Cox Communications Moves to Delay Its $1 Billion Payment to the Major Labels

Earlier this month, a federal court upheld the $1 billion copyright infringement penalty that a jury levied against Cox Communications back in December of 2019. Now, the mega-ISP has moved to delay its billion-dollar payment to the major labels while it pursues an appeal.

To recap, the underlying courtroom confrontation between Cox Communications and the RIAA initiated in July of 2018, when the major labels alleged in part that the Atlanta-headquartered company had profited off “massive copyright infringement” committed by its subscribers. A jury agreed with the plaintiffs in December of the following year, finding the 58-year-old Cox Enterprises subsidiary guilty of both vicarious and contributory infringement on 10,017 works.

More pressingly, the jury attached a $99,830.29 fee to each of the alleged infringements, bringing Cox’s obligation to a (rounded-down) total of $1 billion. The defendants’ legal team then moved to provide an updated list of the allegedly infringed media, with the specific aim of removing “derivative” works.

But as mentioned, a federal court refused to condense the list – and, in turn, decrease the $1 billion penalty – earlier this month. Explaining his ruling, Judge Liam O’Grady wrote, in part: “Cox’s failure to present evidence to the jury that it had infringed on only 7,579 works resulted in the jury’s determination that Cox had infringed on 10,017 works. … Cox did not provide the information to the jury that it has provided to the Court in its post-brief trial.”

Digital Music News obtained an exclusive copy of a recently submitted “emergency motion,” in which Cox Communications asked the court to “approve a supersedeas bond and thereby stay execution of the final judgment pending resolution” of their upcoming appeal. The automatic stay on the judgement, under Rule 62(a), is set to expire on Thursday, February 11th.

If the court doesn’t approve the request for a supersedeas bond before the date, the defendants have asked that it delay enforcing the judgement – i.e. ordering the $1 billion payment – “until this motion is resolved.” And predictably, the major labels’ legal team “declined to consent to the approval of the proposed bond.”

After citing case law in support of pausing judgements (pending appeals) when a supersedeas bond has been provided, Cox Communications noted that it “has arranged for a full supersedeas bond to secure the full amount of the judgment plus two years of statutory post-judgment interest.”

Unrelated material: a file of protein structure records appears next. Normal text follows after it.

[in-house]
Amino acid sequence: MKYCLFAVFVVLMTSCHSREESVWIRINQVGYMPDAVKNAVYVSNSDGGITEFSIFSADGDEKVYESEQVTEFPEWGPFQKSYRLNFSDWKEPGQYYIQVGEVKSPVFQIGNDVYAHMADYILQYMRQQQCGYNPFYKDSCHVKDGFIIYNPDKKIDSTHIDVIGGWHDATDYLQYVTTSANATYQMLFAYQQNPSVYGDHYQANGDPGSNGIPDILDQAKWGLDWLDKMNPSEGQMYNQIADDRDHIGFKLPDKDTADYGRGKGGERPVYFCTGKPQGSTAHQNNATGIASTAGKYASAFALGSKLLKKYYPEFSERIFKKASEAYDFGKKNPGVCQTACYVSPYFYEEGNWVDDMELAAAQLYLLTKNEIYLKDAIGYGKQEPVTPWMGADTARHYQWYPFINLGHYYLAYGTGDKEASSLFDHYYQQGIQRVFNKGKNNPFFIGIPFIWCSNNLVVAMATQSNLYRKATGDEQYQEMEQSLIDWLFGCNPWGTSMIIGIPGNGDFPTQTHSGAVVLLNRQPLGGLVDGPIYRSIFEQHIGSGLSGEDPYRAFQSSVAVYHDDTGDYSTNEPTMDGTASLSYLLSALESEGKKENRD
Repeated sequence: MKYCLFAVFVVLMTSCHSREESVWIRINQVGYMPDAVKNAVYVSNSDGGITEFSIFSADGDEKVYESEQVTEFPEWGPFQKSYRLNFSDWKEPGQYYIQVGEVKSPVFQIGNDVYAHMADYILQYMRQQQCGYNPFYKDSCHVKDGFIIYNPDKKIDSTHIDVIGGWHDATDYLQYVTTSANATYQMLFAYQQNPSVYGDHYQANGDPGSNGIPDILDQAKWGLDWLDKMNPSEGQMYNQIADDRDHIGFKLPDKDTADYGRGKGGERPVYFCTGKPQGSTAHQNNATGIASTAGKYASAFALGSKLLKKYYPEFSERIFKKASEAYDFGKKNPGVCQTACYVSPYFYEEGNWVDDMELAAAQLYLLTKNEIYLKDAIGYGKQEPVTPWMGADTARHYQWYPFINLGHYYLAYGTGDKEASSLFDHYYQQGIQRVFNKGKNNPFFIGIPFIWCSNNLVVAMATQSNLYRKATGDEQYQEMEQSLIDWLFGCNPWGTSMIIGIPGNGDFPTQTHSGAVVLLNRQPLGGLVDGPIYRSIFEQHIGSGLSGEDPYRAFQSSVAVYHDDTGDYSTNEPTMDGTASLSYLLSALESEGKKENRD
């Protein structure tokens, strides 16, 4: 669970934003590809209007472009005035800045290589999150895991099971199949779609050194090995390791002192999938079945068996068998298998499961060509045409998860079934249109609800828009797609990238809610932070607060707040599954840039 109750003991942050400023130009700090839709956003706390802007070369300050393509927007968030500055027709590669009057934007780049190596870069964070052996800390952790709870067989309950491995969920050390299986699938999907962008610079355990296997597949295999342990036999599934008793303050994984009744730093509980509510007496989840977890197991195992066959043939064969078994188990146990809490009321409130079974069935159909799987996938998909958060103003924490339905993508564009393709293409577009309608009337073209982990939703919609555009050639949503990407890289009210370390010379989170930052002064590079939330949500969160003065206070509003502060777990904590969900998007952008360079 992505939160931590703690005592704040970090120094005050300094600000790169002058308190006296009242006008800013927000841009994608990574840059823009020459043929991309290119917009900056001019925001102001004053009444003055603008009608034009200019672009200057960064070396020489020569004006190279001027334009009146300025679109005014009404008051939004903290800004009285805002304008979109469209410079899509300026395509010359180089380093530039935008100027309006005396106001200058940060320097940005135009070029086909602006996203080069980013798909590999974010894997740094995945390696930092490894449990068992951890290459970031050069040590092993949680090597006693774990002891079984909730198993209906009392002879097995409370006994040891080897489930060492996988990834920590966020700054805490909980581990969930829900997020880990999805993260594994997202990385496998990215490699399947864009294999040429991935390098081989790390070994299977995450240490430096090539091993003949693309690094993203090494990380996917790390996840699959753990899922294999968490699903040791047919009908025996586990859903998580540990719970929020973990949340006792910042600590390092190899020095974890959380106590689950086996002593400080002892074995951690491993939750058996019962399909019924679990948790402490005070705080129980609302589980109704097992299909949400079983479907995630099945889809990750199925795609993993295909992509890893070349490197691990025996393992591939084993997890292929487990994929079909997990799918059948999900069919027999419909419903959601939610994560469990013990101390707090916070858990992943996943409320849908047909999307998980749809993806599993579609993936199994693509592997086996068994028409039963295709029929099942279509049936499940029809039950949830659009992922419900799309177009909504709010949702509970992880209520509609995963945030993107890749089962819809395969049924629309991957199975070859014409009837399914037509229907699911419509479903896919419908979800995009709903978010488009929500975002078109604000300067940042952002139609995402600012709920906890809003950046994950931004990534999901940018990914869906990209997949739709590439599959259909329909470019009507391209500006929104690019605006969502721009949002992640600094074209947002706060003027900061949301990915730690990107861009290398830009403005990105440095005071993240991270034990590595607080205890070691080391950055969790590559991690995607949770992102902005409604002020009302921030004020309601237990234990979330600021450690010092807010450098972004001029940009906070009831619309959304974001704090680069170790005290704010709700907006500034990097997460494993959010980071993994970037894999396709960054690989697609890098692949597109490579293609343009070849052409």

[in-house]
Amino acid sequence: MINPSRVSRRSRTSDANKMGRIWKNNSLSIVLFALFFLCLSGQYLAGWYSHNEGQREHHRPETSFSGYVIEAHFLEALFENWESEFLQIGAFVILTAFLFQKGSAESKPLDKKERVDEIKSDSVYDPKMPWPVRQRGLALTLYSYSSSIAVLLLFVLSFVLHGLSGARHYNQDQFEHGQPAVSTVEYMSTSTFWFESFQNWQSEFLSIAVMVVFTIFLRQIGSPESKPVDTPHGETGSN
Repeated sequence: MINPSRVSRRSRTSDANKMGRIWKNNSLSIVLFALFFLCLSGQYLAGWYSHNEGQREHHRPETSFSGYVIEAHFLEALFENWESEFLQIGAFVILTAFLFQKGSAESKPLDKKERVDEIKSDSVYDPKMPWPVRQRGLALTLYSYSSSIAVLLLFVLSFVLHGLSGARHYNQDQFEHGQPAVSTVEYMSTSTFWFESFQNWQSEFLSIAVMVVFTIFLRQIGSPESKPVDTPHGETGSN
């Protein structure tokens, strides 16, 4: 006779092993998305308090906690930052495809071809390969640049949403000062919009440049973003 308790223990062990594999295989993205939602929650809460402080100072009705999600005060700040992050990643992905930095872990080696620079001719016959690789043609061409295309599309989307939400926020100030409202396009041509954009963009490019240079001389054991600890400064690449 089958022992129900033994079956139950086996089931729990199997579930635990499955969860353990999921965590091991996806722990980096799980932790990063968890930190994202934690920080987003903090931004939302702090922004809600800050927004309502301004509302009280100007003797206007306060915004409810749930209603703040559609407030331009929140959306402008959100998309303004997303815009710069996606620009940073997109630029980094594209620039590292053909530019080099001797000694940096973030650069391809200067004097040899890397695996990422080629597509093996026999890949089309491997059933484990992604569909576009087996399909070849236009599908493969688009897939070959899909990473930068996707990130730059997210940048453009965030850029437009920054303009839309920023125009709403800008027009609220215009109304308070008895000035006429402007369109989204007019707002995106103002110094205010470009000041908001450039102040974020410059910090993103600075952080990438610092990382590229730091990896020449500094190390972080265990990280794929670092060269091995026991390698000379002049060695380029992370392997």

Liberty Mutual, Federal Insurance Company, and Pacific Indemnity Company issued the bond, which the defendants claimed “is substantively identical” to that which they finalized in their separate legal showdown with BMG. Despite the $1 billion judgement, the “two years of statutory post-judgement interest” totals just $2,001,000, calculated at “‘a rate [0.1 percent] equal to the weekly average 1-year constant maturity Treasury yield for the calendar week preceding the date of the judgment.’”

The defendants announced in a January 27th notice that they intend to “present oral argument in support of” the emergency motion on the morning of Friday, February 5th “or as soon thereafter as counsel may be heard.” And an order signed by Judge O’Grady, dated January 28th, indicates that the plaintiffs should “file their objection” to the emergency motion by February 3rd, “at which time the Court will consider the parties’ respective positions.”

More as this develops.

2 Responses

  1. Avatar
    Roberto

    ONE BILLION DOLLARS and not one comment on here! Advertising revenues now run the music business but somehow along the way the people who make the music got stiffed and left out of the equation. So when the labels get this ONE BILLION then do the people who provide all the CREATIVE CONTENT get one dollar or not?? Hmmmmmmm …..

    • Avatar
      Larry miller

      They never have and never will. Look at the dot com boom when labels got huge advances then magically never accounted for them or distributed that money to artists.